An organisation’s level of BIM knowledge and experience are the greatest obstacles to BIM adoption. The study shows that respondents tend to be dissatisfied with more experienced strategic partners and more mature BIM projects — if they cannot cope with planned BIM methods or if they cannot deliver what they promised in advance, they tend to be discouraged and end up not achieving their project goals. According to the interviewees themselves, there is a need to improve and impose contractual incorporation of BIM.

Open BIM standards and other trends

BIM practitioners in the Netherlands believe that BIM can completely change the construction industry when open BIM standards are in practice. The Netherlands already have experience with open standards, as seen with the Dutch Information Exchange Standards (VISI) in the Netherlands and the new BIM Loket.

The Building Information Counsel (BIR) ensures national standards and alignments within the Dutch construction industry while VISI is used internationally as it is included as Part 2 (Interaction Framework) of the ISO standard, Building Information Models — Information Delivery Manual.

For Rijkswaterstaat (Dutch General Directorate for Public Works and Water Management) representative and European BIM Task Group member, Benno Koehorst, BIM is not only about modelling but it is also about information management.

The BIM digital processes and how they work with each other and the quality of works produced seem to be more important than modelling itself. Within Rijkswaterstaat, the agency specifies properly documented requirements of the data structure that needs to be exchanged which comes with specific requirements for the data exchange process itself.

Requirements for the data structures are set in object type libraries (CB-NL standard in compliance with the international standard IFD) and are somehow similar to the bSDD (buildingSMART Data Dictionary). This set of standards was developed by Rijkswaterstaat alongside contractors of the Dutch construction industry. The information exchange process is also standardised following specific Netherlands open standards.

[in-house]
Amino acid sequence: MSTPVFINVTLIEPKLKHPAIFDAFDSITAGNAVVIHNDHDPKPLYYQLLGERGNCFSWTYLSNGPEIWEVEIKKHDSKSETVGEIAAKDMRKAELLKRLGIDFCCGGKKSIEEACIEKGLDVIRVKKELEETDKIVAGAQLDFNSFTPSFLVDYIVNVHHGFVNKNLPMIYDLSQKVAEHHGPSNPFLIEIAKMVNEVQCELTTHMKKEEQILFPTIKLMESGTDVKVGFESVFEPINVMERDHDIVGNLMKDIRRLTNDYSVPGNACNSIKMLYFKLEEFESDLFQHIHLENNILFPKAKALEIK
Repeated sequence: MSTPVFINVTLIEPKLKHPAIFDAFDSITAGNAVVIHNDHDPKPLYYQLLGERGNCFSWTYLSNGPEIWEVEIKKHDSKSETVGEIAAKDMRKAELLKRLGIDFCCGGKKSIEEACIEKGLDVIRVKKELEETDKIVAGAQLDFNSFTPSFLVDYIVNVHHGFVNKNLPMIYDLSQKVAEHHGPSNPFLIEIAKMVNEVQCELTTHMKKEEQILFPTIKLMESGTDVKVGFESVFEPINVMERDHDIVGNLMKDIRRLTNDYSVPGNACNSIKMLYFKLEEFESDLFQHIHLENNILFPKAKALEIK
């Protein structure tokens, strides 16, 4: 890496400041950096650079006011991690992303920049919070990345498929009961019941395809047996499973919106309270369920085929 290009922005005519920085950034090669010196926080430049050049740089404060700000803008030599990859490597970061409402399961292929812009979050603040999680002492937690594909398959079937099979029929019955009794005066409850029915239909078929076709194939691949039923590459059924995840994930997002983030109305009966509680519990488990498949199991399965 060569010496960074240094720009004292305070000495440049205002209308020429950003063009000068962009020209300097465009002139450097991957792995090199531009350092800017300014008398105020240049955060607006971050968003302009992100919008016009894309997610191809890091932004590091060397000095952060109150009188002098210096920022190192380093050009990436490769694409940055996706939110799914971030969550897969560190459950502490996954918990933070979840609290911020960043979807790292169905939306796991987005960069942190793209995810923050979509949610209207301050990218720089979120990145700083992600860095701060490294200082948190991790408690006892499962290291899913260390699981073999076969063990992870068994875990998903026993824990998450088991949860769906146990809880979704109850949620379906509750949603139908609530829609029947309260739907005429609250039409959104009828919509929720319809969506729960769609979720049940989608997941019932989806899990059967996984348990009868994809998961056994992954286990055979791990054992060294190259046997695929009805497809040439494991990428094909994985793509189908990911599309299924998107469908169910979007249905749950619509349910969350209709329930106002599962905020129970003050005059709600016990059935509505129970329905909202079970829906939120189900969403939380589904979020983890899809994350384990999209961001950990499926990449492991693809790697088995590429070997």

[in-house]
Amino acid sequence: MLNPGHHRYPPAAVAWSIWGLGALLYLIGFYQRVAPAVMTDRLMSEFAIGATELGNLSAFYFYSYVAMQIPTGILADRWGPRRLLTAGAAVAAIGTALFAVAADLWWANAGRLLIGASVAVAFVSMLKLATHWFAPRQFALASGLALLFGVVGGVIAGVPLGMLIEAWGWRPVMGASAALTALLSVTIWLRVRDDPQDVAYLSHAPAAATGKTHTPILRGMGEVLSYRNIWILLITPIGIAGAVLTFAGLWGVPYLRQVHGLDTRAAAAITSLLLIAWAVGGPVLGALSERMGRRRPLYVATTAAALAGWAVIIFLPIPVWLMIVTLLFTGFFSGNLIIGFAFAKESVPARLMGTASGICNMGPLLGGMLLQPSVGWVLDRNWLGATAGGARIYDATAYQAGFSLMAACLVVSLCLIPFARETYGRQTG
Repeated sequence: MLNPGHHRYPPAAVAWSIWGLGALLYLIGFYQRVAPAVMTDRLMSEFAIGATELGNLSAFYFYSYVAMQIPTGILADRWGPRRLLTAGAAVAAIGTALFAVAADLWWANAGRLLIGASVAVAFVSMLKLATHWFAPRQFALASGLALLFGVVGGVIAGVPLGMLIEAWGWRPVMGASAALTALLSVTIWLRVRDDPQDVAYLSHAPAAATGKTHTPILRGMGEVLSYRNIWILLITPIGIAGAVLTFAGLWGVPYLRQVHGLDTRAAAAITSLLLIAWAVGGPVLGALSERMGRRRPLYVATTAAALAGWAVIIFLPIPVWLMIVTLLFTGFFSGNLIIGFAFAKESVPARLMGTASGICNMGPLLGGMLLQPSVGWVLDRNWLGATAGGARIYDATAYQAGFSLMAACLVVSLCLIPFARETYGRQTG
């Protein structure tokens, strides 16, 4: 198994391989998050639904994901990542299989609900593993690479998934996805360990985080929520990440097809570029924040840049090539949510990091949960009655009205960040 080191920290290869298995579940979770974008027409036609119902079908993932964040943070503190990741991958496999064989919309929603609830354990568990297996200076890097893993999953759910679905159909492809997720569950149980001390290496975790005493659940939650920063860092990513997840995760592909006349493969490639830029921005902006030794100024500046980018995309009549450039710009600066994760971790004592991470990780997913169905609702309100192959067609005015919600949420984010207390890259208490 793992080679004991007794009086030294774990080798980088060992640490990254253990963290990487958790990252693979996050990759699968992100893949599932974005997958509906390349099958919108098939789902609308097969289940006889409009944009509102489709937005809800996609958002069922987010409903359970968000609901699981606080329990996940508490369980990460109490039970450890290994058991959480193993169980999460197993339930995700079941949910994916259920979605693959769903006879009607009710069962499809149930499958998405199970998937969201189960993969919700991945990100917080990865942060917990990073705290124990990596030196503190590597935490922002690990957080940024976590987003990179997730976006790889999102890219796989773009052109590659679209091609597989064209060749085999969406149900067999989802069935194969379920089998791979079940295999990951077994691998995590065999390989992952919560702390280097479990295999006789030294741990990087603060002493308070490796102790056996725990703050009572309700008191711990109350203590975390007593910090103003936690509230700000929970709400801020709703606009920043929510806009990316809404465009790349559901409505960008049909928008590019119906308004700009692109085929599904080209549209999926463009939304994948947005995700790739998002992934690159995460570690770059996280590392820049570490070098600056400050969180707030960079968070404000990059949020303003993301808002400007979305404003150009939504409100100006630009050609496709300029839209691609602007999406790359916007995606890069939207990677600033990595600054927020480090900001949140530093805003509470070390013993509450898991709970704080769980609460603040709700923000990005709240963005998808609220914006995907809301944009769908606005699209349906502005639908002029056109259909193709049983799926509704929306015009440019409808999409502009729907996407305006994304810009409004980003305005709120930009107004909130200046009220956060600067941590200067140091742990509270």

What Rijkswaterstaat and the rest of the Dutch construction sector are for those open standards to be adopted by the IT industry and allow the development of IT products that would work and utilise the Dutch BIM open standards. Once that is realised, the Dutch construction sector would then be fully interoperable and collaborative with all the stakeholders involved in projects within the sector and the whole lifecycle processes of a construction project can then be managed easily.

The idea is to define these standards so that construction professionals and firms can choose whatever software they would like to use and achieve their building goals regardless of what software they use. This is a good way of levelling the construction field for all players from a public perspective.

To get a bigger picture of the Dutch construction sector and the current innovations it’s undergoing to digitalise construction processes, complement this informative article on smart construction logistics with a comprehensive article on the digital transformation of Dutch construction.

Supplement this further with the blog post on the BIM Loket, the Netherlands’ BIM gateway. For further information that will help you increase overall construction productivity, download our free ebook, The Circle of Productivity.

This article is based on the BIM Community Report on Holland and the coBuilder feature on Benno Koehorst.